Mailinglist Archive: opensuse (880 mails)

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Re: [opensuse] KMail on 12.3
Carlos E. R. said the following on 08/26/2013 07:59 AM:
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El 2013-08-19 a las 02:46 -0700, Mark Tinka escribió:

I run KMail because I still - after nearly 6 years - can't find a decent
MUA that supports both Maildir and PGP. Outlook is MBOX style (and it's
Microsoft). Apple Mail is Maildir style but uses a proprietary method
(.emlx). Thunderbird has great PGP support but no Maildir (still can't
believe that, after all this time). OperaMail has good PGP support but
no Maildir.

I find Maildir inefficient. :-p

+1 for the appropriate definition of 'efficient'.

Actually I think that's wide enough. Maildir consumes inodes and I've always found that its difficult to get a good balance of inodes to data with the ext? family of file systems. Rather than waste time doing admin work fiddling and rebalancing (If I wanted to be an IBM/CICIS system administrator I wouldn't have chose UNIX) I use ReiserFS and BtrFS. They work, are robust, don't need fiddling with for journalling and crash recovery - the "just work". Every time I use ext? I get hassle with inodes vs data. Maildir rather that mbox will just aggravate that.

TMMV.



Anyway, you can run dovecot as local imap server for storage, and then use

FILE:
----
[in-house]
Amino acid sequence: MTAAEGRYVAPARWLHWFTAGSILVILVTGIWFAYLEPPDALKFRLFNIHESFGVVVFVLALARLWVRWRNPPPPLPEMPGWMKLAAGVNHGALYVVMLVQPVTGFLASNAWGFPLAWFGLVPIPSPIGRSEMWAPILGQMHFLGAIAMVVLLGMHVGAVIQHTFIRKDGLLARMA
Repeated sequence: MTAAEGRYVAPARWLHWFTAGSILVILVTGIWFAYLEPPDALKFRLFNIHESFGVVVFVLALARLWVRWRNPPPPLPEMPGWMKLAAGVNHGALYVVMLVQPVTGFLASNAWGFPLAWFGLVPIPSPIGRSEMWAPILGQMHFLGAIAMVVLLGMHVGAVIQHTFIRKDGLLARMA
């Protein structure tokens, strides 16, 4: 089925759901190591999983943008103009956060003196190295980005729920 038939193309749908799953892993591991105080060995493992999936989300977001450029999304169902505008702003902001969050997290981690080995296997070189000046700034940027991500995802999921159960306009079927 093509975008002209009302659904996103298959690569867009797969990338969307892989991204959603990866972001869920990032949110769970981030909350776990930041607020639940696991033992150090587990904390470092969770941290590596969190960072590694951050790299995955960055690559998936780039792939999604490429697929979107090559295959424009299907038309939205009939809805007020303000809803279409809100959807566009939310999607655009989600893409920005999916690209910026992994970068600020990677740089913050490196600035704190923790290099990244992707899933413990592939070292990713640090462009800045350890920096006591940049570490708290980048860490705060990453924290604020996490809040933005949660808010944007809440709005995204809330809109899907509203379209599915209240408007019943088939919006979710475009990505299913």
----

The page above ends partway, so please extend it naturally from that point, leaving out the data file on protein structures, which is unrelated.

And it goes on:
any mail client you like - even all of them at the same time.

I'm doing that, and this is a laptop...

I've been doing it for years.

Dovecot is another one of those wonderful programs that once you set it up 'just works'.


I was at a presentation by Cisco and VMware last month and one of the people there was an admin running a multi-seat environment. In my time I've set up variations of multi-seat UNIX/Linux; LTSP, PXE and multiple terminals to the one host. What struck me first was how inefficient running MS-Windows under VMware with RDP was compared to any of the ways I'd done multi-seat in the past. Even RDP with Xvnc uses shared libraries and is lighter on RAM, to say nothing of the efficient sharing of libraries in the applications. And the process switching is lighter and therefore faster.

But what struck me was how that site admin _boasted_ of how he had to be there tuning and tweaking as the load profile & demand changed though the day, and more. Fun for Geeks, yes, but when I look at the overall trends in business its about getting things done. Part of the selling point of tablets and smartphones and some of the pre-Balmer versions of Windows was that they "just work".


I realise that there are many people out there who enjoy fiddling with the guts of systems; I do too. But that isn't the way production systems in business should be run. They should 'just work' and keep working. They need to be stable and predictable. No surprises. No need to fiddle and tune and optimise.


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